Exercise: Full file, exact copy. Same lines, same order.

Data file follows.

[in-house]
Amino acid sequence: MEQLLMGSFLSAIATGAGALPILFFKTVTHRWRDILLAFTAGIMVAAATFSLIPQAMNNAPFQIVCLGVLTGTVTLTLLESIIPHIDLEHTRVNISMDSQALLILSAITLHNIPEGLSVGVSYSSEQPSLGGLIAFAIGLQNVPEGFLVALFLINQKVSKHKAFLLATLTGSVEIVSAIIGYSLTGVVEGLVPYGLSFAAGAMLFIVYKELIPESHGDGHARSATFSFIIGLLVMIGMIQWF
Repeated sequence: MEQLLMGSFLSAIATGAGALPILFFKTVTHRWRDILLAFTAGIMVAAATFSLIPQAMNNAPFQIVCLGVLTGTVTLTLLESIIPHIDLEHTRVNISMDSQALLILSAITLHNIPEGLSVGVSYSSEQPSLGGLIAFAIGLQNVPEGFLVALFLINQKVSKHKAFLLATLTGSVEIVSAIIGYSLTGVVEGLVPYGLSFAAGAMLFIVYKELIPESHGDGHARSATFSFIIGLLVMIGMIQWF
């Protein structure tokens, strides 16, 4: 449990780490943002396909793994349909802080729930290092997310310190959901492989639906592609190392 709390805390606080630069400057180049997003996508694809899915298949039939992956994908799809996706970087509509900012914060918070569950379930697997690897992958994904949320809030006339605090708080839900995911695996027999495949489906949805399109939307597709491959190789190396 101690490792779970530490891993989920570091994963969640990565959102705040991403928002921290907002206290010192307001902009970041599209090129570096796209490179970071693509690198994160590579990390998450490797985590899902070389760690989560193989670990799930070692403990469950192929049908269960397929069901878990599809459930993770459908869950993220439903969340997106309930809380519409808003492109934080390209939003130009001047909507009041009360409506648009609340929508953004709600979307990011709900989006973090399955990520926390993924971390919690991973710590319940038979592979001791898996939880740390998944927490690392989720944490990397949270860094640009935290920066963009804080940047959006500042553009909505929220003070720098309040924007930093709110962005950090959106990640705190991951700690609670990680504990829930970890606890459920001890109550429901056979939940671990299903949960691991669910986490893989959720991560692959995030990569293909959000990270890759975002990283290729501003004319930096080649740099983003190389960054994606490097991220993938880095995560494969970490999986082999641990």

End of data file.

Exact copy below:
[in-house]
Amino acid sequence: MEQLLMGSFLSAIATGAGALPILFFKTVTHRWRDILLAFTAGIMVAAATFSLIPQAMNNAPFQIVCLGVLTGTVTLTLLESIIPHIDLEHTRVNISMDSQALLILSAITLHNIPEGLSVGVSYSSEQPSLGGLIAFAIGLQNVPEGFLVALFLINQKVSKHKAFLLATLTGSVEIVSAIIGYSLTGVVEGLVPYGLSFAAGAMLFIVYKELIPESHGDGHARSATFSFIIGLLVMIGMIQWF
Repeated sequence: MEQLLMGSFLSAIATGAGALPILFFKTVTHRWRDILLAFTAGIMVAAATFSLIPQAMNNAPFQIVCLGVLTGTVTLTLLESIIPHIDLEHTRVNISMDSQALLILSAITLHNIPEGLSVGVSYSSEQPSLGGLIAFAIGLQNVPEGFLVALFLINQKVSKHKAFLLATLTGSVEIVSAIIGYSLTGVVEGLVPYGLSFAAGAMLFIVYKELIPESHGDGHARSATFSFIIGLLVMIGMIQWF
């Protein structure tokens, strides 16, 4: 449990780490943002396909793994349909802080729930290092997310310190959901492989639906592609190392 709390805390606080630069400057180049997003996508694809899915298949039939992956994908799809996706970087509509900012914060918070569950379930697997690897992958994904949320809030006339605090708080839900995911695996027999495949489906949805399109939307597709491959190789190396 101690490792779970530490891993989920570091994963969640990565959102705040991403928002921290907002206290010192307001902009970041599209090129570096796209490179970071693509690198994160590579990390998450490797985590899902070389760690989560193989670990799930070692403990469950192929049908269960397929069901878990599809459930993770459908869950993220439903969340997106309930809380519409808003492109934080390209939003130009001047909507009041009360409506648009609340929508953004709600979307990011709900989006973090399955990520926390993924971390919690991973710590319940038979592979001791898996939880740390998944927490690392989720944490990397949270860094640009935290920066963009804080940047959006500042553009909505929220003070720098309040924007930093709110962005950090959106990640705190991951700690609670990680504990829930970890606890459920001890109550429901056979939940671990299903949960691991669910986490893989959720991560692959995030990569293909959000990270890759975002990283290729501003004319930096080649740099983003190389960054994606490097991220993938880095995560494969970490999986082999641990």